Institutions and scientific fields produce fictions about how bodies should be gendered and how they should reproduce, perpetuating a standard of normalcy that is exclusionary to a diversity of bodies and ways of being. These claims are further validated by the disciplines of embryology and endocrinology that state tout hormones as the biological determinant of sexual identities. Thus, present hormone therapies both pathologize bodies and at the same time prioritize access over others. However, hormones such as xenoestrogens exist with their own agency. They can be characterized as a form of slow violence because its mutagenizing effects are so gradual and difficult to perceive. On the other hand, endocrine disruption implies a perspective for what writer Heather Davis calls a “queering futurity.” If we are living in an all-pervasive, anthropocentric toxicity, then this challenges societys prescribed notions of normalcy, of binary bodies. The project acknowledges our bodies as permeable, mutable entities that are becoming increasing alien, and proposes to use “the becoming” as an agent for resistance. DIY/DIWO biohacking can function as a tool for creating new entry points and subjectivities, combating traditional power structures responsible for the production of knowledge, of bodies, and of technoscience.

Ryan Visscher Hammond
Open Source Gendercodes (OSG) is a project focused on developing an open source platform for the production of sex hormones. These molecular gender technologies are pharmaceutically valuable for women, transgender people, and gender hackers. The project seeks a functional outcome: a gender political power grab, an organ owners manual, a hormoculture transdisciplinary transorgasmic queery. A biotechnical future for all requires active public engagement, open experimentation, and collective ownership of biological materials. As theorist Paul Preciado points out, “[n]o political power exists without control over production and distribution of gender biocodes… emancipation of subaltern bodies can be measured only according to these essential criteria: involvement in and access to the production, circulation, and interpretation of somato politic biocodes.”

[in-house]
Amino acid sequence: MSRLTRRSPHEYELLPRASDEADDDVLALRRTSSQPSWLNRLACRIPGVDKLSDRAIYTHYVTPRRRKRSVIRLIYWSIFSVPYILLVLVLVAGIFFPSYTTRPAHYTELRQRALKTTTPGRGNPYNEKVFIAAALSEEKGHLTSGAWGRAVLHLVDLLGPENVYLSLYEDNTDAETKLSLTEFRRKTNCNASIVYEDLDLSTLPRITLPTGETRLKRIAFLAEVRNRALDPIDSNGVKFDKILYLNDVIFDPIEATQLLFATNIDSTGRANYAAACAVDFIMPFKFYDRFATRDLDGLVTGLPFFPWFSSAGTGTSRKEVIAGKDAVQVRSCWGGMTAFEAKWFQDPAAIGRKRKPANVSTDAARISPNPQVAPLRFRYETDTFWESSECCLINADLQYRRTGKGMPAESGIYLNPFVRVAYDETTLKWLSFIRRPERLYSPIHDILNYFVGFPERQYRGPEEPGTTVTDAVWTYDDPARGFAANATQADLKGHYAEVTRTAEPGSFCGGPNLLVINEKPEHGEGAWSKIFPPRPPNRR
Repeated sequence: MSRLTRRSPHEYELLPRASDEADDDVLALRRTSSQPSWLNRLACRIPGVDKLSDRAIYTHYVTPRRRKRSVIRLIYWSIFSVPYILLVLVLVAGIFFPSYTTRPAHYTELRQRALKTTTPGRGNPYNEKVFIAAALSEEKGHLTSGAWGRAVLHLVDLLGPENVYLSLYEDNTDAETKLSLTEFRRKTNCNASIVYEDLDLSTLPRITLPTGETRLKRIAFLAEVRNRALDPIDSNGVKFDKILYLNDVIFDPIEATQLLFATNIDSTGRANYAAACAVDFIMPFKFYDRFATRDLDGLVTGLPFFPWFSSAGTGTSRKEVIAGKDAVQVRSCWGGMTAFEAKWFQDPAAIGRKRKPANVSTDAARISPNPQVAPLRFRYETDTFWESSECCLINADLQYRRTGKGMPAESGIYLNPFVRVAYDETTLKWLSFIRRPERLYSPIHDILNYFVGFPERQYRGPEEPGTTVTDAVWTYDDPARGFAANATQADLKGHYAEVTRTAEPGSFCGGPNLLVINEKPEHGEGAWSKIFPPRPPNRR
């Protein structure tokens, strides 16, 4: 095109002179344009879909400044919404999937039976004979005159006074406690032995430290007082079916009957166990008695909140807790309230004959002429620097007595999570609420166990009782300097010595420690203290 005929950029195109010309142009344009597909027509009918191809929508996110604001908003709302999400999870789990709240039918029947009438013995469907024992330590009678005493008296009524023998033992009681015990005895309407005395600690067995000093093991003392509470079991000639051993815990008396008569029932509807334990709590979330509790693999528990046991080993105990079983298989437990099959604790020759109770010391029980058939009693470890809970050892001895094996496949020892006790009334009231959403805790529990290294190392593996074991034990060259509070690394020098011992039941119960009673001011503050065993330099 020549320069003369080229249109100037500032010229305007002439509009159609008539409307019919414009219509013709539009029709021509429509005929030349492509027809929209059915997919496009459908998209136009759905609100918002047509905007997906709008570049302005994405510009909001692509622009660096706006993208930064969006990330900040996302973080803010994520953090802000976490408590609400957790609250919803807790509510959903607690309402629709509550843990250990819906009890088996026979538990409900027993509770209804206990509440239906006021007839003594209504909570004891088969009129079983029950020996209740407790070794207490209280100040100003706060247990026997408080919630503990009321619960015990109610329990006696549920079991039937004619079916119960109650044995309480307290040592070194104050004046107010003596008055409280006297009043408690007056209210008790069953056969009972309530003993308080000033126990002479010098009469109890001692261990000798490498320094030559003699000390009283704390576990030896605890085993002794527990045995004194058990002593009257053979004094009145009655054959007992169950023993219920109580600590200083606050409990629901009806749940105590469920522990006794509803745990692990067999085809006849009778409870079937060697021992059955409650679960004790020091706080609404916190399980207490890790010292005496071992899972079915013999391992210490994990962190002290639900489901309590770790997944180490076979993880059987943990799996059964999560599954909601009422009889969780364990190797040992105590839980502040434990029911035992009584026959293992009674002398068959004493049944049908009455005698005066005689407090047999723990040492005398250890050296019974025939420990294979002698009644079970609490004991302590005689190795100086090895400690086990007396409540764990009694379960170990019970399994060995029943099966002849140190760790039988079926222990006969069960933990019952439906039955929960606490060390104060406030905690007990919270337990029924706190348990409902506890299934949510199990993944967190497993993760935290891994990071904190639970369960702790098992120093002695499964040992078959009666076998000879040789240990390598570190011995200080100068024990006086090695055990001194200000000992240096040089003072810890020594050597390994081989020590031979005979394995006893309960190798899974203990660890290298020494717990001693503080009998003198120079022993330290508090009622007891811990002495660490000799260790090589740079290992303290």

The development of synthetic sex hormones, and the search for new production methods in the early 1900s set key precedents for our current biotech patent landscape. As Graham Dutfield put it, “Both production pathways of extraction and hormone synthesis turned out to be equally capable of resulting in patentable subject matter. This was so even when said subject matter was based on a substance produced by an organism or else was a laboratory-produced copy of one. This set a historic precedent for the patenting of natural things like antibiotics, genes, cells, microbes, plants and animals. Thus the patenting of hormones helped allow us to conceive of biotechnological products as patentable inventions.” OSG recognizes this history as well as the history of non-consensual experimentation, and the harvesting of organs and bodily fluids from: women, queers, gender variant people, and minorities. By developing novel sex hormone production technologies designed for decentralized use, and dedicated to the public domain, OSG attempts to queer current regimes of ownership and bio-power.

Rita Wu
Women may have numerous problems that can be detected easily through the vaginal discharge.
The project could be summarized as the production of small acrylic plates with four small canals to be built by a CNC, which at their ends contain small wells with reagent for the evaluation and classification of four possible problems that the woman may have by assessing the vaginal discharge. The problems are the following: candidiasis, trichomoniasis, bacterial vaginosis and cervicitis.
Before the production of the microfluidic chip, we will test and prototype in small prints made in acetate with specific hydrophobic paints that discharge scroll through the correct channels. The plan is to hack in ink-jet printer for negative printing.

With the collaboration of: